Lazy eye (amblyopia) affects around 3 out of 100 children, and occurs when one eye does not develop properly during childhood.This results in poor vision and depth perception. If untreated, it can lead to functional blindness in adulthood.
Causes of Amblyopia
A child can be born with amblyopia, or it can develop in childhood. When a child has amblyopia, their brain will start to “turn off” the bad eye and start to primarily use the good eye.
Amblyopia can develop as a side effect of other vision conditions. These conditions include:
Strabismus occurs when each eye is pointed in a different direction. One eye may be turned in, out, up or down while the other points straight ahead. In order to avoid seeing double, a child’s brain may ignore the image from the eye that is not pointed straight ahead, causing lazy eye.
When a child is nearsighted, farsighted, or has an astigmatism, they have a refractive error. If a child has a refractive error that is significantly worse in one eye, the brain sometimes turns that eye “off” and starts to primarily use the good eye, causing lazy eye.
While this is rare, some children are born with a cataract (cloudy eyes). This can cause lazy eye in some children.
A droopy eyelid can block a child’s vision, which can sometimes cause them to develop a lazy eye.
When caught early, amblyopia is very treatable. Children best respond to treatment before the age of 7, although research has shown that children from 7-17 still have good results. The following treatment strategies are used to treat lazy eye:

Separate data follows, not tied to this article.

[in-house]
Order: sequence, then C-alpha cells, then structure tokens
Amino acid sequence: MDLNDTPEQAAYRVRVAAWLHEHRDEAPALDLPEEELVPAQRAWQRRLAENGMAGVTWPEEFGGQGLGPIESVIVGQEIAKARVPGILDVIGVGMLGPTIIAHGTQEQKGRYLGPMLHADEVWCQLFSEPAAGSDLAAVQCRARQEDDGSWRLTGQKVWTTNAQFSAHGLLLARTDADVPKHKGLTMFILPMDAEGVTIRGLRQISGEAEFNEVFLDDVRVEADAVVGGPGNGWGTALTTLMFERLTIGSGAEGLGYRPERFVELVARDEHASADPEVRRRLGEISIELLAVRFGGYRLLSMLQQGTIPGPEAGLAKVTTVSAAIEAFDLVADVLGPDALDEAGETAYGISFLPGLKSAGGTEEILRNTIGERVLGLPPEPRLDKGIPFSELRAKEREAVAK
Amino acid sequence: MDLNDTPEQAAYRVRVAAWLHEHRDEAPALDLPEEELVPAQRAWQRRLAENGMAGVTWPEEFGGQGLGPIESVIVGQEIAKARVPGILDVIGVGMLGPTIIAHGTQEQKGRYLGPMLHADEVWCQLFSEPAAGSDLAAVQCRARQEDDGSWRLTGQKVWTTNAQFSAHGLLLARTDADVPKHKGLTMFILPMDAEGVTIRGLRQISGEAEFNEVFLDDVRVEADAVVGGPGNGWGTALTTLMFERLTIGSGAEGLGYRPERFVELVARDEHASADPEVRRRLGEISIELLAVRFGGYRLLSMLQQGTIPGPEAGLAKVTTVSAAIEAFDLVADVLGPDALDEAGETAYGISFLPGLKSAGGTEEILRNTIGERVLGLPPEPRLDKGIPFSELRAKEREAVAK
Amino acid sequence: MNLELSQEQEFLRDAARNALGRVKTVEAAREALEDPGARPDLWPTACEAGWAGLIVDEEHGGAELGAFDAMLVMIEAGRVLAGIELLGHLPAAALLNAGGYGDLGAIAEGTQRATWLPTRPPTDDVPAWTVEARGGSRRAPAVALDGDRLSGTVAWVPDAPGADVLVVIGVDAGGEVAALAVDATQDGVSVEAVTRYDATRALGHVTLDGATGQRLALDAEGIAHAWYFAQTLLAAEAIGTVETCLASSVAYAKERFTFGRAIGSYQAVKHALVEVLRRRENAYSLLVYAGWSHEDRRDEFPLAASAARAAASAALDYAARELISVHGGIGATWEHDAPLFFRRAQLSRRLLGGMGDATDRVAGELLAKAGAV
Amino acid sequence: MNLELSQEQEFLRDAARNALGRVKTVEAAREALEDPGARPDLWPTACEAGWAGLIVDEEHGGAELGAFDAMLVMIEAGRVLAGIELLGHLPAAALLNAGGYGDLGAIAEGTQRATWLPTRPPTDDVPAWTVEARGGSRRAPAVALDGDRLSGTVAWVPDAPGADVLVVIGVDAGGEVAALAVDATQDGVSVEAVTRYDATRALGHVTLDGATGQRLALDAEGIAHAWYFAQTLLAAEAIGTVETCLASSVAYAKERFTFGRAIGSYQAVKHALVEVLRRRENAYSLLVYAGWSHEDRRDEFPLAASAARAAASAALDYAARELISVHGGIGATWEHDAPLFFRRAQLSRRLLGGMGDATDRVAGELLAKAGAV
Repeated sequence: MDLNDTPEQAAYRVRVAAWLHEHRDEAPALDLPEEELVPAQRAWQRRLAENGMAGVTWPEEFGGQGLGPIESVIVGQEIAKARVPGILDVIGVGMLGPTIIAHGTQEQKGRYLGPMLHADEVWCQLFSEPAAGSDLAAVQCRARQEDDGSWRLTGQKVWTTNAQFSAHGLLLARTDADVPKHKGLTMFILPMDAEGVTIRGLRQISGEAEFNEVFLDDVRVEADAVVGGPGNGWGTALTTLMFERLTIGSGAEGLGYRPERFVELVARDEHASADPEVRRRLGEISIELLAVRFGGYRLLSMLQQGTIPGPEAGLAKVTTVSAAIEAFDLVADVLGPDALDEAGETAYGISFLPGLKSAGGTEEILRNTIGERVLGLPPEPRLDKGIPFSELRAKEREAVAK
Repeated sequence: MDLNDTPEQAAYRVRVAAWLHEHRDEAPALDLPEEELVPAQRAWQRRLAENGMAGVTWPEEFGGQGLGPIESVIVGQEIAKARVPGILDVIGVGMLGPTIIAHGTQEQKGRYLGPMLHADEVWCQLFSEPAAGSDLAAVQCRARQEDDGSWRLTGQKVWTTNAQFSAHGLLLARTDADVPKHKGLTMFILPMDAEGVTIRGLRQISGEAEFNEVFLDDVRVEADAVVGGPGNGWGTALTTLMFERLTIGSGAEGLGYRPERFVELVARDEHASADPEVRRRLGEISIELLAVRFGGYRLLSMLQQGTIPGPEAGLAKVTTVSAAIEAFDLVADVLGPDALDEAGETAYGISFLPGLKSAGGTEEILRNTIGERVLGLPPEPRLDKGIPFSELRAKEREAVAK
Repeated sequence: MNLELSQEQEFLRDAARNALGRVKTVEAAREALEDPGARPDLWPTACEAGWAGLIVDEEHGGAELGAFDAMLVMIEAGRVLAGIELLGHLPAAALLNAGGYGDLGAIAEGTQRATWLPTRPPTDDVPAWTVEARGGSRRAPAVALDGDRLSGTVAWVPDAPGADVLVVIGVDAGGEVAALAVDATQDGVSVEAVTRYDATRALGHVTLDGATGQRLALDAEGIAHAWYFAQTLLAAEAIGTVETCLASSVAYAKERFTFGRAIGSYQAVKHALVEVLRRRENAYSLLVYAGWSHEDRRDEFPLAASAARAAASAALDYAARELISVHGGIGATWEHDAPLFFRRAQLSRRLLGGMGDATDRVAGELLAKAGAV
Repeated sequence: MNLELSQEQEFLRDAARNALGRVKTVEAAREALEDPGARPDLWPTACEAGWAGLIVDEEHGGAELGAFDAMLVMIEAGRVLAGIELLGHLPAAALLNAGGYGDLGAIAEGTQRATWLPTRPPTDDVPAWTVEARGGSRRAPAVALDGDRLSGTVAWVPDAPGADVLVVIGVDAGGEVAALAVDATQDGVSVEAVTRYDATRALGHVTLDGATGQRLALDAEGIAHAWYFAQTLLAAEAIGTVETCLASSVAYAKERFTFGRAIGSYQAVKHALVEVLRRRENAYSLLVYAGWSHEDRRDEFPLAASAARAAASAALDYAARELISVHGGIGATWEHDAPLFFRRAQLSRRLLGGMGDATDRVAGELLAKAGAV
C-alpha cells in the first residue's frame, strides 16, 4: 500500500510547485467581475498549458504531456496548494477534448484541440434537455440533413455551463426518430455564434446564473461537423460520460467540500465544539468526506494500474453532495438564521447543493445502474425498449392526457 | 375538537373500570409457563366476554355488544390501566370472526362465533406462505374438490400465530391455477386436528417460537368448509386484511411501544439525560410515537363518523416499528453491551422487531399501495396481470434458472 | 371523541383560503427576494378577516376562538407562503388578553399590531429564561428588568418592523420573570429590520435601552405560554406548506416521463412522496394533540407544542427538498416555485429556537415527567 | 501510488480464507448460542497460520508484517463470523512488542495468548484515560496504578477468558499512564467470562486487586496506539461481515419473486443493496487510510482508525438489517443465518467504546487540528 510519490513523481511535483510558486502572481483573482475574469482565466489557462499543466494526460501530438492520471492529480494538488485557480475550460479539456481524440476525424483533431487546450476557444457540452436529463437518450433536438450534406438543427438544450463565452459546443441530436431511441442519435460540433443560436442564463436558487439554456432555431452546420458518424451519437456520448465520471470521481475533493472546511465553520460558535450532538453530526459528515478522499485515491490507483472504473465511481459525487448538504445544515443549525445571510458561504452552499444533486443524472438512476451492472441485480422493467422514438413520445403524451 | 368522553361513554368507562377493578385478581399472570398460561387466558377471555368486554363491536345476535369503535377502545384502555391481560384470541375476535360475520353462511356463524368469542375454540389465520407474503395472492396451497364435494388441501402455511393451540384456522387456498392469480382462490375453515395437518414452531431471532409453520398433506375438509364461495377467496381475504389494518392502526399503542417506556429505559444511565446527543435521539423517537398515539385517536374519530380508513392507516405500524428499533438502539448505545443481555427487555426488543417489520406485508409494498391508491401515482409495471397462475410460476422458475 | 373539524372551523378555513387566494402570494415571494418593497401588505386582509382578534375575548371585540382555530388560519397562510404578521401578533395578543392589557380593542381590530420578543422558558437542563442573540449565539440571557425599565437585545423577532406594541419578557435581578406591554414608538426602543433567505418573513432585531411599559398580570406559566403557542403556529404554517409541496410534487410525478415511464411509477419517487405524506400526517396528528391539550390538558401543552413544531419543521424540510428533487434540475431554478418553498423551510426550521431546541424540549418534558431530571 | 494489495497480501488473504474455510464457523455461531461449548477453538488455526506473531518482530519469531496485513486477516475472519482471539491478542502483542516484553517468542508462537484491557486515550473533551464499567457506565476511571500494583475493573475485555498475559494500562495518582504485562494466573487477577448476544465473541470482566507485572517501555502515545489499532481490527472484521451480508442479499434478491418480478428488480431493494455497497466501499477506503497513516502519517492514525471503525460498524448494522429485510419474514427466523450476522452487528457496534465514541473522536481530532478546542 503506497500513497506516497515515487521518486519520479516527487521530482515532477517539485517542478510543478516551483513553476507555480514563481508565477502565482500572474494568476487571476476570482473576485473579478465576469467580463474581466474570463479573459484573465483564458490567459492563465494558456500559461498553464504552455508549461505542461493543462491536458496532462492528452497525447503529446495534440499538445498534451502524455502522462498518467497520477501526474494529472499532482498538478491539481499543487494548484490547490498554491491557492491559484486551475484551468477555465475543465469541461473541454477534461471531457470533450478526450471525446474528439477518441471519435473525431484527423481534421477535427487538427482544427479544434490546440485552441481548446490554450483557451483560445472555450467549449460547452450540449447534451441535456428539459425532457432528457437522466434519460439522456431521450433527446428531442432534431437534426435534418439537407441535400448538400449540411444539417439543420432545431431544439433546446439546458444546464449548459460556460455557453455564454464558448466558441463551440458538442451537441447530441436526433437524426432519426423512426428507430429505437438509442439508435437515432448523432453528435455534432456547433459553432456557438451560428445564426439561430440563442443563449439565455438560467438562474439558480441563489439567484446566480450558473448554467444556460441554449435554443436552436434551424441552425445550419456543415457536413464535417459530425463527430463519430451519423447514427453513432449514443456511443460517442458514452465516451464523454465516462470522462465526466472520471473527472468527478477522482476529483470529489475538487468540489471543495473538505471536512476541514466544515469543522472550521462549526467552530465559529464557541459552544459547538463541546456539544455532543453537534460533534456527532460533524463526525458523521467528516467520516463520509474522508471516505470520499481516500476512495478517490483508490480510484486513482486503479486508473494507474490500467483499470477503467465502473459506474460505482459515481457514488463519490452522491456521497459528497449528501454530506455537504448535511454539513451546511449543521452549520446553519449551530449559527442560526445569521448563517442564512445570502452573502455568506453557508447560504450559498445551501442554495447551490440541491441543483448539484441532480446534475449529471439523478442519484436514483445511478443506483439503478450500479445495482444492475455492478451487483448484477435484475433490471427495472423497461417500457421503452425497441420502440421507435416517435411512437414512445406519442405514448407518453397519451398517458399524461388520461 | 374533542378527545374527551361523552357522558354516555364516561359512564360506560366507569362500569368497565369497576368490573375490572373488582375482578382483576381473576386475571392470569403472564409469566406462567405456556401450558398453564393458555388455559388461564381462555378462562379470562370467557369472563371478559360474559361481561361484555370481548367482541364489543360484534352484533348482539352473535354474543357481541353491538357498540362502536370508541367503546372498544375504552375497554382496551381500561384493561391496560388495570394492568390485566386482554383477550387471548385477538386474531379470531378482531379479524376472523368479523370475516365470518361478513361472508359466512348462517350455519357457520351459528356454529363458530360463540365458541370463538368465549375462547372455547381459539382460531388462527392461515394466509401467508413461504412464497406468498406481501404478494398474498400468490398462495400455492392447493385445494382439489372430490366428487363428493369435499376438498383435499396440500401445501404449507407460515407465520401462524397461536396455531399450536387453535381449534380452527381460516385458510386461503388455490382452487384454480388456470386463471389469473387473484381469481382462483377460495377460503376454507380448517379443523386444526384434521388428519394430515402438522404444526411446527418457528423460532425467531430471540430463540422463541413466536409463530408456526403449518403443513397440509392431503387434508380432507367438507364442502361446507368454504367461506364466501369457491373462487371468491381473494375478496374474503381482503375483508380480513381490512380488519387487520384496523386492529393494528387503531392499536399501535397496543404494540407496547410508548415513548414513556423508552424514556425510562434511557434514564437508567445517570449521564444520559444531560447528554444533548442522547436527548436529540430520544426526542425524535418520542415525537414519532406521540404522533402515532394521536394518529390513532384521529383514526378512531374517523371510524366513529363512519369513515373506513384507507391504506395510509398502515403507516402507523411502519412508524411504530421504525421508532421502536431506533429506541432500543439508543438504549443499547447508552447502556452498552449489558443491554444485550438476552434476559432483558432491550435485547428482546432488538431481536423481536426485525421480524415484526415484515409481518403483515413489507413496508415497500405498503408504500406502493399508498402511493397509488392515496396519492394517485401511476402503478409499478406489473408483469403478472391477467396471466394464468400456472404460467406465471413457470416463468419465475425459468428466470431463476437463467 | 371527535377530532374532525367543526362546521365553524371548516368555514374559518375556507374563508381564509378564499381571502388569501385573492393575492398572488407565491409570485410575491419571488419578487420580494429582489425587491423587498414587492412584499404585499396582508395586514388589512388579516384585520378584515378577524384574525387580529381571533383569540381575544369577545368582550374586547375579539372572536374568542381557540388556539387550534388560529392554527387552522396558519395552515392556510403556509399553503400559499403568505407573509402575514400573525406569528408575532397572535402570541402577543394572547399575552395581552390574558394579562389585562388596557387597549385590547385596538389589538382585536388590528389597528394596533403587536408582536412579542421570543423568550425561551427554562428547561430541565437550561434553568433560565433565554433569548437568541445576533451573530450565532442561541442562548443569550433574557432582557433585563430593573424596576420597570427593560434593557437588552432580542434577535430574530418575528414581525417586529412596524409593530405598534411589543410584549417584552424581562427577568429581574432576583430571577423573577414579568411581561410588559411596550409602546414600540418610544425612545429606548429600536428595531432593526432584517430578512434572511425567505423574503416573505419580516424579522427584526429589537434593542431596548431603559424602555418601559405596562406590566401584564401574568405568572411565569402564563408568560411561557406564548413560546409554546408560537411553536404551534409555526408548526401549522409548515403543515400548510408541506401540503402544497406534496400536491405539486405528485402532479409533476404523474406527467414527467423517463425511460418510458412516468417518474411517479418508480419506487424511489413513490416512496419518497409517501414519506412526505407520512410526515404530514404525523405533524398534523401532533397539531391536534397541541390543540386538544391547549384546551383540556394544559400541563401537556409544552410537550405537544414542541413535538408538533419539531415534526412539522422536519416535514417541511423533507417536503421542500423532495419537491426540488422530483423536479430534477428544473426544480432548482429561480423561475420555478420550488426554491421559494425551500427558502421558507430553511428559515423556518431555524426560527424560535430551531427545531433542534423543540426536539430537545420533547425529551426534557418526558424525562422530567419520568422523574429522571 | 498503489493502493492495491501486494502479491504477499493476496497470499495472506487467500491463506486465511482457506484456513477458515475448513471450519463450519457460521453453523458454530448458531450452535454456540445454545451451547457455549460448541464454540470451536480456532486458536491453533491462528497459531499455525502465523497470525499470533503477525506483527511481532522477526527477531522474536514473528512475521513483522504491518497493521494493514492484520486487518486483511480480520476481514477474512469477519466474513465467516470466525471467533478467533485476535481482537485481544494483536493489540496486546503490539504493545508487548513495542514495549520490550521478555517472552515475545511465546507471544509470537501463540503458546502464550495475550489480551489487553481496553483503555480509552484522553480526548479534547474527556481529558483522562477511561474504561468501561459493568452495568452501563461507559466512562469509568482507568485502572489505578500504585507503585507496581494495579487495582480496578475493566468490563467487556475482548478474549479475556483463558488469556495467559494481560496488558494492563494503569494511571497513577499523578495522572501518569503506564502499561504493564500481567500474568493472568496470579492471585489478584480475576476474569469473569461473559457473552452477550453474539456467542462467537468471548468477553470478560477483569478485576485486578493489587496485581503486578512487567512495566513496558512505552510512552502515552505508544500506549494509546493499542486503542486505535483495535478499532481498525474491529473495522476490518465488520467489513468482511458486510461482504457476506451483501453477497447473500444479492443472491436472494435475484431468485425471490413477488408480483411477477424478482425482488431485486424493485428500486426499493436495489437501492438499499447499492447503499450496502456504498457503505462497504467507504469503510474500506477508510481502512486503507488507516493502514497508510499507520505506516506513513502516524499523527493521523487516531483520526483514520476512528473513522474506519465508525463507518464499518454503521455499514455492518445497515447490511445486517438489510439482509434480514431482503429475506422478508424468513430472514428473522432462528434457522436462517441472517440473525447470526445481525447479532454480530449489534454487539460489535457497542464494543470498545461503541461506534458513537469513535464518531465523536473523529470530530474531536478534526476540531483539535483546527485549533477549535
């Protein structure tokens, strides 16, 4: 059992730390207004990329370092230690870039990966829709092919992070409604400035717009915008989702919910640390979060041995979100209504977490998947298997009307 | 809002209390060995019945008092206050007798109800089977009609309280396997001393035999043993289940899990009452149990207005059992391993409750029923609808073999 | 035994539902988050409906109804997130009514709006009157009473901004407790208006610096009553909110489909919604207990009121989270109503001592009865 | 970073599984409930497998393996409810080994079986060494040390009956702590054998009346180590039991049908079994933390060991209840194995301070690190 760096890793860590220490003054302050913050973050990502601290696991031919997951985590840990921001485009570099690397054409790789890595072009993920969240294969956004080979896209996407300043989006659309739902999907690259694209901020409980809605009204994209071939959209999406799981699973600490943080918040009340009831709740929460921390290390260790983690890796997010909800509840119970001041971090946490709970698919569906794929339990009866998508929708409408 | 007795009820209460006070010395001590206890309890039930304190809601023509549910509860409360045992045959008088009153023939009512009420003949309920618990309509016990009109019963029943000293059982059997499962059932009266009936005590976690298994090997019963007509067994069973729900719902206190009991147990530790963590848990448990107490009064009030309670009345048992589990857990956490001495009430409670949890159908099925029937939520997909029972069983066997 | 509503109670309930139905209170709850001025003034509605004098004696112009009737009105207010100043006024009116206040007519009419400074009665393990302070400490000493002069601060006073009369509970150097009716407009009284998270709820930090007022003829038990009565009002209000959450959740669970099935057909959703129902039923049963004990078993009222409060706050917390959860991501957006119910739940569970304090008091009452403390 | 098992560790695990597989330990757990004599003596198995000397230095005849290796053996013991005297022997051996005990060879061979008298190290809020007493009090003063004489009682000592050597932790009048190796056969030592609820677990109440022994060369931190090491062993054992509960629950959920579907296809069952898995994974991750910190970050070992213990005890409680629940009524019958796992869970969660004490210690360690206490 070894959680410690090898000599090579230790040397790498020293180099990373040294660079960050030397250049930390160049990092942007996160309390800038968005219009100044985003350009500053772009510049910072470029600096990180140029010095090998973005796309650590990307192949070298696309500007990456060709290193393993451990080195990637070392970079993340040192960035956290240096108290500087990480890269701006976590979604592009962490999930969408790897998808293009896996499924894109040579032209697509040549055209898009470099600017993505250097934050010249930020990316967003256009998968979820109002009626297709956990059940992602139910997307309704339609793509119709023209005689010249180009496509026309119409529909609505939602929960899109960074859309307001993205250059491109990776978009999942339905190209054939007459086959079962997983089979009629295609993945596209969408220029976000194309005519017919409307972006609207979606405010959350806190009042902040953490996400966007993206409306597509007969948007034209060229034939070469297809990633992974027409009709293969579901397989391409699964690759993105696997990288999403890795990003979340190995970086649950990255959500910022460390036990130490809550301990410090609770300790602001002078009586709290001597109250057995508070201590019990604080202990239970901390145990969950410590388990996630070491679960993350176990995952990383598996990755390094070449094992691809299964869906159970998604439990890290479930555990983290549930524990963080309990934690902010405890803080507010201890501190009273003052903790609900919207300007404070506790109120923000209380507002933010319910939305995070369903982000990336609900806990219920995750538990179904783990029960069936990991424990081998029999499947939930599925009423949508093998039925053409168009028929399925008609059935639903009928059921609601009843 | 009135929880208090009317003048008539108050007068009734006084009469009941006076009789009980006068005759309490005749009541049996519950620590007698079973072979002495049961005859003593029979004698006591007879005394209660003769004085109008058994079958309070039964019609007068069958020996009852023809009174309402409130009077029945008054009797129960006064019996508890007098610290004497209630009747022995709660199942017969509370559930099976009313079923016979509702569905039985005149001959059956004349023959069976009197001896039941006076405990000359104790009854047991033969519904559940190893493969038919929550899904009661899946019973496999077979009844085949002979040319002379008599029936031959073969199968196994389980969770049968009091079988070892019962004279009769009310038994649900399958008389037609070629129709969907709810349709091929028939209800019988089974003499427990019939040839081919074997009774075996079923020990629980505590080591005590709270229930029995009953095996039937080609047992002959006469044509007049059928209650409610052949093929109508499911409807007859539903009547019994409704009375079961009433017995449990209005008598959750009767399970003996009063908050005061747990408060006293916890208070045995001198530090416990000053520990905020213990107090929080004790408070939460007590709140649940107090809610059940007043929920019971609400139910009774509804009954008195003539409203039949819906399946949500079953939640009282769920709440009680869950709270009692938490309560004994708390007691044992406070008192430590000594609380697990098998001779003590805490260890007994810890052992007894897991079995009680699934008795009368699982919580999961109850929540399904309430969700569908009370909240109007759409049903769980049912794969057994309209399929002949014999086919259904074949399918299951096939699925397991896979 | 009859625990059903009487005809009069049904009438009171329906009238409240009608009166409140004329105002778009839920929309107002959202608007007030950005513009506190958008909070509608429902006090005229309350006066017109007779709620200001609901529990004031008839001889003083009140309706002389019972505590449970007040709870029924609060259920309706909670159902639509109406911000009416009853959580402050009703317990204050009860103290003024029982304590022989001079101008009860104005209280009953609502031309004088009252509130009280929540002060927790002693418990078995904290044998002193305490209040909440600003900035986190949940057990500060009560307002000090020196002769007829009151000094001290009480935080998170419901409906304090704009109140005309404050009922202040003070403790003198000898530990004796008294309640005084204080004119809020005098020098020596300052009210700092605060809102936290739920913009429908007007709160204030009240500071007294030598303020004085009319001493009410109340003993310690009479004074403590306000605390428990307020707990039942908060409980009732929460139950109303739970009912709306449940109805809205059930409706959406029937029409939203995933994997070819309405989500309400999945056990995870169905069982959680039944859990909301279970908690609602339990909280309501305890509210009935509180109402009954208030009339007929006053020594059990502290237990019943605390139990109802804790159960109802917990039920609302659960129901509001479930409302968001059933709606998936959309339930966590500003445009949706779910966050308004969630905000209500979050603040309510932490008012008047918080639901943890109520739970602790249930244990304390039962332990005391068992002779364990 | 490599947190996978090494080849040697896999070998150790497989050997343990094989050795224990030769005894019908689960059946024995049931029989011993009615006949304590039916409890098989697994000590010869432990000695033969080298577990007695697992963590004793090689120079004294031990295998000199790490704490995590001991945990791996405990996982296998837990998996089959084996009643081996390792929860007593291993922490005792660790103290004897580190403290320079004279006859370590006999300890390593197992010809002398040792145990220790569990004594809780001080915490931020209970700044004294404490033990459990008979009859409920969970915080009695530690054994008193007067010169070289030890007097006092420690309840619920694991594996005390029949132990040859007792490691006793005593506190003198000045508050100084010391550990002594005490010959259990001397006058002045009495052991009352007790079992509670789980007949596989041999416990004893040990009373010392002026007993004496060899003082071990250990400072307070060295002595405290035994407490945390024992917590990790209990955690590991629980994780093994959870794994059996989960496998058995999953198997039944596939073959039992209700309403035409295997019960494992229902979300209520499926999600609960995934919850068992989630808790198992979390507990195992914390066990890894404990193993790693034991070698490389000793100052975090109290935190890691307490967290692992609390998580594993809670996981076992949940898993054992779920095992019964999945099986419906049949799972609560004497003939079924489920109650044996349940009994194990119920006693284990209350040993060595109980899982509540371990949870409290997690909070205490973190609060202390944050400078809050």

Glasses can help to correct refractive errors (nearsightedness, farsightedness & astigmatism), which can cause lazy eye.
Patching one eye
In order to stimulate the weaker eye, a child wears an eye patch over the strong eye for several hours each day.
Atropine eye drops
Atropine drops relax the muscles in the eyes, causing blurred vision. When used to treat lazy eye, the atropine drops are only used on one eye (the stronger eye). Like an eye patch, this causes the weak eye to work harder.
If a child has cataracts or droopy eyelids, surgery may be necessary in order to treat the cause of the lazy eye. Your eye doctor will help to determine if surgical intervention is necessary.
If your child is being treated for amblyopia, it is important for them to be monitored closely by their eye doctor. 25% of children treated for lazy eye will have a recurrence of lazy eye. When this happens, treatment must start again.
At Mill Creek Family Eye Center, we specialize in pediatric vision disorders, including lazy eye. Our optometrists will help to create a specialized treatment plan, backed by the latest research, and ensure that your child receives cutting edge treatment.